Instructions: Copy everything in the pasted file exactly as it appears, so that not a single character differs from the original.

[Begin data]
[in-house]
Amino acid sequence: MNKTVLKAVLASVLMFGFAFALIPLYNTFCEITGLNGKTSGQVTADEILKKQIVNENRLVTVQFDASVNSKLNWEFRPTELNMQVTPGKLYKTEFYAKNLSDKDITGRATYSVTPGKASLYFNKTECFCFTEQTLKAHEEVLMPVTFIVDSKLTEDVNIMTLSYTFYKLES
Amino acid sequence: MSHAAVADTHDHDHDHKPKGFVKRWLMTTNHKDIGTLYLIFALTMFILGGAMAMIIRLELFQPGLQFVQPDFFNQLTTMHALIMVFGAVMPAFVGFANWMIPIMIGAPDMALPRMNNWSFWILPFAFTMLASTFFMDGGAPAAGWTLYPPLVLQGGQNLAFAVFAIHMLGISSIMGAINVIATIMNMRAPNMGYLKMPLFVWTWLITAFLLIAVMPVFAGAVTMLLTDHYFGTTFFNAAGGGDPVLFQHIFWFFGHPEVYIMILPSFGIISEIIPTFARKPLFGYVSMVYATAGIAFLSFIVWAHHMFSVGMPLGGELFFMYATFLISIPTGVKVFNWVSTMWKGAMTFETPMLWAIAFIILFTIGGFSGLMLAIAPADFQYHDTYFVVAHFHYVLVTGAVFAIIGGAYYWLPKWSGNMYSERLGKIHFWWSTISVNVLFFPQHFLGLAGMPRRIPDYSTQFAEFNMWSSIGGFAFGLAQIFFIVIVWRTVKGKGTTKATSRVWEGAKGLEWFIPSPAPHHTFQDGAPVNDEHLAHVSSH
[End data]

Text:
[in-house]
Amino acid sequence: MNKTVLKAVLASVLMFGFAFALIPLYNTFCEITGLNGKTSGQVTADEILKKQIVNENRLVTVQFDASVNSKLNWEFRPTELNMQVTPGKLYKTEFYAKNLSDKDITGRATYSVTPGKASLYFNKTECFCFTEQTLKAHEEVLMPVTFIVDSKLTEDVNIMTLSYTFYKLES
Amino acid sequence: MSHAAVADTHDHDHDHKPKGFVKRWLMTTNHKDIGTLYLIFALTMFILGGAMAMIIRLELFQPGLQFVQPDFFNQLTTMHALIMVFGAVMPAFVGFANWMIPIMIGAPDMALPRMNNWSFWILPFAFTMLASTFFMDGGAPAAGWTLYPPLVLQGGQNLAFAVFAIHMLGISSIMGAINVIATIMNMRAPNMGYLKMPLFVWTWLITAFLLIAVMPVFAGAVTMLLTDHYFGTTFFNAAGGGDPVLFQHIFWFFGHPEVYIMILPSFGIISEIIPTFARKPLFGYVSMVYATAGIAFLSFIVWAHHMFSVGMPLGGELFFMYATFLISIPTGVKVFNWVSTMWKGAMTFETPMLWAIAFIILFTIGGFSGLMLAIAPADFQYHDTYFVVAHFHYVLVTGAVFAIIGGAYYWLPKWSGNMYSERLGKIHFWWSTISVNVLFFPQHFLGLAGMPRRIPDYSTQFAEFNMWSSIGGFAFGLAQIFFIVIVWRTVKGKGTTKATSRVWEGAKGLEWFIPSPAPHHTFQDGAPVNDEHLAHVSSH